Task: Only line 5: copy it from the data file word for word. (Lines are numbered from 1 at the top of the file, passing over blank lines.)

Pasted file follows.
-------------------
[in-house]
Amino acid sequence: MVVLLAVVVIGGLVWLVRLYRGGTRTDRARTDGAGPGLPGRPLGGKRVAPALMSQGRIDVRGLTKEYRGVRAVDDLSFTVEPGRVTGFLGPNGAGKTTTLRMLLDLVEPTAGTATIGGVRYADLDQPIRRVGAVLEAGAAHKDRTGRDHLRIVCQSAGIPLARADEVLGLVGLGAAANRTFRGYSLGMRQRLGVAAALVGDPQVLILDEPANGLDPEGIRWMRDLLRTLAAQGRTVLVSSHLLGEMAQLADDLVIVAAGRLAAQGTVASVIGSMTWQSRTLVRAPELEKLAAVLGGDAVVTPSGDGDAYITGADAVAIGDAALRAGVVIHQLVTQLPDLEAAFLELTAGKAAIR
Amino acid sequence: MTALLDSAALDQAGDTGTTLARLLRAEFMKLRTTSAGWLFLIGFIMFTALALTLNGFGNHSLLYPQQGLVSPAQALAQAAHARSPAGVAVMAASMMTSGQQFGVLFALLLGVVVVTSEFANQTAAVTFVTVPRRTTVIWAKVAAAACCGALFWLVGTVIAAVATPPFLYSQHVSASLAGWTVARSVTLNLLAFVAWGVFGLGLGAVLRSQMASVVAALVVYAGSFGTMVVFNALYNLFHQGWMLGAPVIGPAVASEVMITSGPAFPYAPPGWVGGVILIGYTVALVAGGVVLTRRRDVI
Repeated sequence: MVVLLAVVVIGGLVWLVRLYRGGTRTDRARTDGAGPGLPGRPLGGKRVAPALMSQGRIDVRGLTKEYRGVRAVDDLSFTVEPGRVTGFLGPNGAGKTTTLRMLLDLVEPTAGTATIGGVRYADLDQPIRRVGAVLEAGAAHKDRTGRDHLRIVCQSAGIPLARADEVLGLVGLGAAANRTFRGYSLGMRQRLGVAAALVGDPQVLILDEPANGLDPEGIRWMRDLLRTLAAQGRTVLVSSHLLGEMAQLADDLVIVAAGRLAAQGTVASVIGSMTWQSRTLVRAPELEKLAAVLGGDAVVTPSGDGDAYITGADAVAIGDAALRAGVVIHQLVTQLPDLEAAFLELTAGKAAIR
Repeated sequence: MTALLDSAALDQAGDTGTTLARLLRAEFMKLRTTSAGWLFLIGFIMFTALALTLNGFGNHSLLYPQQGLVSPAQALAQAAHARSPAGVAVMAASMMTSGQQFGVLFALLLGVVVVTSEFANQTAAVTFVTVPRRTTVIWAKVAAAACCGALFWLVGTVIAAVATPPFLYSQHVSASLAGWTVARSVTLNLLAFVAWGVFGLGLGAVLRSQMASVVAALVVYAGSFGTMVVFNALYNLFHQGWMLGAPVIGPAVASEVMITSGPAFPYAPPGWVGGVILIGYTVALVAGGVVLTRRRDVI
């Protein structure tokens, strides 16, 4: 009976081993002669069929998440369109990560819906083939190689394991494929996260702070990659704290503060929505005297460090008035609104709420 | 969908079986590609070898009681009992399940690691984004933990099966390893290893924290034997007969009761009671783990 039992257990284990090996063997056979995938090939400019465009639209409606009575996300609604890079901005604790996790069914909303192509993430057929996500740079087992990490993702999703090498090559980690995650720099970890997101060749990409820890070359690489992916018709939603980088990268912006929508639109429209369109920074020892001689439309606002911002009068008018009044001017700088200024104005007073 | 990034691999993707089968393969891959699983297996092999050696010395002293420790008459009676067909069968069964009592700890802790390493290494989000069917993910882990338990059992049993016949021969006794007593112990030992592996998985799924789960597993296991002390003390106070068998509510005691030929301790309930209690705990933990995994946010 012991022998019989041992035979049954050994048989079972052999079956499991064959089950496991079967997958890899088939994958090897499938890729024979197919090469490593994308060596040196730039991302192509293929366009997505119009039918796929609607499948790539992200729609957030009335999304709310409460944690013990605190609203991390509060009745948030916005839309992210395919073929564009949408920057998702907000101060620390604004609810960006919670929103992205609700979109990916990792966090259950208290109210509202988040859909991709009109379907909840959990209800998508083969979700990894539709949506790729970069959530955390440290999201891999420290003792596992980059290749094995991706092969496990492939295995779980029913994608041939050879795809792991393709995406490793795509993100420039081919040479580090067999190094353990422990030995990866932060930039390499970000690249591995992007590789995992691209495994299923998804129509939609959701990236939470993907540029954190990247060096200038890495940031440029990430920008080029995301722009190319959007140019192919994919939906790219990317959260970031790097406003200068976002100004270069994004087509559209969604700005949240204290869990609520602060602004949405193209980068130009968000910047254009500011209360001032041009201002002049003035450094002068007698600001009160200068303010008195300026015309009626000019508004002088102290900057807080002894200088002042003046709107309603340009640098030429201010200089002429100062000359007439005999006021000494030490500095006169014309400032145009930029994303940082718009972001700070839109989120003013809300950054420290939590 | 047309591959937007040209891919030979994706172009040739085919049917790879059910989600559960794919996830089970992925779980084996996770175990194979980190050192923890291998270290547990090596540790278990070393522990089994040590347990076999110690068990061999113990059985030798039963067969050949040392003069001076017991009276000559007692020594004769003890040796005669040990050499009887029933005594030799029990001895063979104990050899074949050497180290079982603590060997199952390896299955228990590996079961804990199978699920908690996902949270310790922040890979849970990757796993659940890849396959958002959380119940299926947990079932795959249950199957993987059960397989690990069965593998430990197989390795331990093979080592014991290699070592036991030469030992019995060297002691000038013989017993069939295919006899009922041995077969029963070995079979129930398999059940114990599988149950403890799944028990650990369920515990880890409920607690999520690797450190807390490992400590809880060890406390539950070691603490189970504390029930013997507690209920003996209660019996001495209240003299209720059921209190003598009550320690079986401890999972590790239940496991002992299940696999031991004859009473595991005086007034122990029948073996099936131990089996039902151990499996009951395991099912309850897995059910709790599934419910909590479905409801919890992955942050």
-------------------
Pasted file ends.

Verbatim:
Repeated sequence: MTALLDSAALDQAGDTGTTLARLLRAEFMKLRTTSAGWLFLIGFIMFTALALTLNGFGNHSLLYPQQGLVSPAQALAQAAHARSPAGVAVMAASMMTSGQQFGVLFALLLGVVVVTSEFANQTAAVTFVTVPRRTTVIWAKVAAAACCGALFWLVGTVIAAVATPPFLYSQHVSASLAGWTVARSVTLNLLAFVAWGVFGLGLGAVLRSQMASVVAALVVYAGSFGTMVVFNALYNLFHQGWMLGAPVIGPAVASEVMITSGPAFPYAPPGWVGGVILIGYTVALVAGGVVLTRRRDVI